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Matteo Joliveau
Matteo Joliveau

Posted on

I don't like remote working

I feel like I'm the only developer in the world that truly enjoy going to the office every morning.

I like my colleagues, sometimes we have sushi for lunch, we play boardgames once a week after work and is generally a fun experience to work at the same desk. Being able to share knowledge and discuss with other colleagues face-to-face is really important to me, and the light chitchat at the coffee machine is invaluable.

So while I do understand the benefits of remote working (to be fair, we can do remote at will, and I did a couple of times) I really don't see the value in terms of productivity and social engagement over working physically all together.

What are your thoughts on the matter? Do you work remotely or on site? Are you happy about your setup?

Top comments (20)

mnlwldr profile image

I can understand you and that's okay to say that you don't like remote working. We do the same things in the office. We have a table soccer, a Xbox, eating together etc. and mostly, it's a lot of fun.

Nevertheless, I prefer remote working and let me explain why:

First: commute

I have to commute 2,5 hours every day for work with the train.
For the last years, it was ok for me to do this. But someday, I thought
about it how much time I lost, only to commute.

  • That's are 52.5 hours every month (21 workdays). That's mean, I'm over 2 days in the train every month to commute to work and home.
  • I have ~220 days to work per year. I sit in the train for 22 days per year, only to commute and after 10 years, I sit a whole 'workyear' (220 days) in the Train :)

Second: productivity

  • I'm much more productive when I'm at home because nobody distracts me.
  • Often, I start 1 hour earlier to work.

Third: Better time management

  • Appointments for example.
ddhogan profile image
Donna Hogan

I'd humbly add a Fourth: Inclusivity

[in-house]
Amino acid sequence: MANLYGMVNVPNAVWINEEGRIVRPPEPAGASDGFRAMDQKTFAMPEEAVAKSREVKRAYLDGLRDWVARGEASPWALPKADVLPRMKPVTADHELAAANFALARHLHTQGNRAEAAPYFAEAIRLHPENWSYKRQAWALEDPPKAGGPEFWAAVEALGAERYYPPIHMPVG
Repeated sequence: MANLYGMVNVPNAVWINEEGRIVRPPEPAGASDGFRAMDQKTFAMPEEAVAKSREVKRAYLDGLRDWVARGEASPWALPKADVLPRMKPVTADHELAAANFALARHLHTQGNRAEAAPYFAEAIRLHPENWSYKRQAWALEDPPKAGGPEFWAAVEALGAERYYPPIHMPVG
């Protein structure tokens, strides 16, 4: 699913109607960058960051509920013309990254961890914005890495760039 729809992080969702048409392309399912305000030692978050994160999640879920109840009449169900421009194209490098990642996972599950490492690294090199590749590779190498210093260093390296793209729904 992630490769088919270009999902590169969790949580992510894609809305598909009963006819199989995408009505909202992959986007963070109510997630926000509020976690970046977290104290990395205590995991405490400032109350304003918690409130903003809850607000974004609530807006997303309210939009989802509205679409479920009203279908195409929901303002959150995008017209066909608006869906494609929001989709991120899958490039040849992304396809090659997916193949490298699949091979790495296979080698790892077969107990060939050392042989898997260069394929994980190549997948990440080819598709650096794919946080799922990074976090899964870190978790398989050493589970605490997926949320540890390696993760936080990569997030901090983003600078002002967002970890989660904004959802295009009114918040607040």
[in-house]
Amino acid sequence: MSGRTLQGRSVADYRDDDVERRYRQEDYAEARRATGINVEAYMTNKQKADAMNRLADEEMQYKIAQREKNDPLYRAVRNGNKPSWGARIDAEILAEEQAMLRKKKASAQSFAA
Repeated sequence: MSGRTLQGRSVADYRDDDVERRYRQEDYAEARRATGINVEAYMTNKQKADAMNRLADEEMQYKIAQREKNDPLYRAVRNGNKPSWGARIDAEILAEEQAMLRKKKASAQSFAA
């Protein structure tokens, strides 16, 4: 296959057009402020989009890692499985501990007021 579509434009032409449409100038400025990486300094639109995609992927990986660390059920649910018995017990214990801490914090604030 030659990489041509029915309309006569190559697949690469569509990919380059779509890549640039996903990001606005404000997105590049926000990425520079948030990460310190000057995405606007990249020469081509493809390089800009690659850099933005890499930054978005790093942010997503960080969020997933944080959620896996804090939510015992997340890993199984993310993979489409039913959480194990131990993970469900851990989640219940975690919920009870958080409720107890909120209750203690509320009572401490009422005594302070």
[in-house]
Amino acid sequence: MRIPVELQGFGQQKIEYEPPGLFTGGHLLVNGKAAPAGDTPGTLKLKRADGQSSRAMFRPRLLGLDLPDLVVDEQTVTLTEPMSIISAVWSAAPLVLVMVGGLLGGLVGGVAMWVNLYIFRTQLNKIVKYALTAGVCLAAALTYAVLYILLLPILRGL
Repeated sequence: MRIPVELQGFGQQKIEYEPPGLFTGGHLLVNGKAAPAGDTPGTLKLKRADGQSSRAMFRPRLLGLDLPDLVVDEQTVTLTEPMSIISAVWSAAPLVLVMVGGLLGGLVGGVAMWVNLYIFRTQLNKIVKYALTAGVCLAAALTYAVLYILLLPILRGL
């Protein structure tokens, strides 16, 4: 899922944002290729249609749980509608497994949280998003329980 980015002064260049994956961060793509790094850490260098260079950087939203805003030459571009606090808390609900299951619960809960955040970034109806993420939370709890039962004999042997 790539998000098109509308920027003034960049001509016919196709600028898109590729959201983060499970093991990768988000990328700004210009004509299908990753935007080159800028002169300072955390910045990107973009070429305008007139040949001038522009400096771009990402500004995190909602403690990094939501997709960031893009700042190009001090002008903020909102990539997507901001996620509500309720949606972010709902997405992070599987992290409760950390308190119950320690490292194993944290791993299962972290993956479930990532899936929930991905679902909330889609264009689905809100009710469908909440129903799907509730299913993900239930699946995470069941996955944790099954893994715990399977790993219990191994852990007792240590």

Teams that are IRL as a policy exclude people with certain disabilities

It also excludes some parents of young children who might not have childcare options for a variety of reasons.

And there are compelling economic/business arguments to be made in favor of fostering inclusion in the workplace.


moopet profile image
Ben Sinclair

Teams where some people work remotely and some don't end up a bit us-and-them too :(

kritner profile image
Russ Hammett

I love working from home, I feel like I get so much more done, with (different, not fewer) distractions.

I currently WFH 3 days a week, which I am exceedingly thankful for, given I have an hour+ commute each way.

helenanders26 profile image
Helen Anderson

Great topic!

I really struggle to see the appeal of remote working or even working from home. For context I have no family commitments and live in a big city with a thriving tech scene so have no reason to do so.

I worked for two years in an office with 12 hours difference from the people in head office and really struggled. I like being able to spin around to a colleague and collaborate, build those relationships and find I get distracted without being in the office in โ€˜work modeโ€™.

Remote working is not for me right now.

lkopacz profile image
Lindsey Kopacz

Considering I am an extrovert, when I started working remotely I thought I would hate it.

Surprisingly to me, I have loved it. I think that I lucked out with a company that knew how to do it right, which made it a lot more enjoyable.

When I hated remote - it was because people didn't have the support or the infrastructure to support remote developers as they needed. Also, the company did it because there was so much demand for it, but executive leadership wasn't really sold on it. They didn't have the technology to support reliable one on one meetings either. Because people were so "face to face," it was also really hard for me to get answers when I was remote to a quick question.

A lot of this changes when the culture is built around remote work. For the most part, my current company has a culture of quickly responding during your work hours. Our conferencing software is reliable. If Slack isn't good enough for collaboration, people are totally willing to jump on a conference call casually. Also, because I am an extrovert who also values (too much) my own productivity, I used to get stressed out working in a billable setting and getting distracted talking at the coffee machine. Losing that hour when I was billable really stressed me out.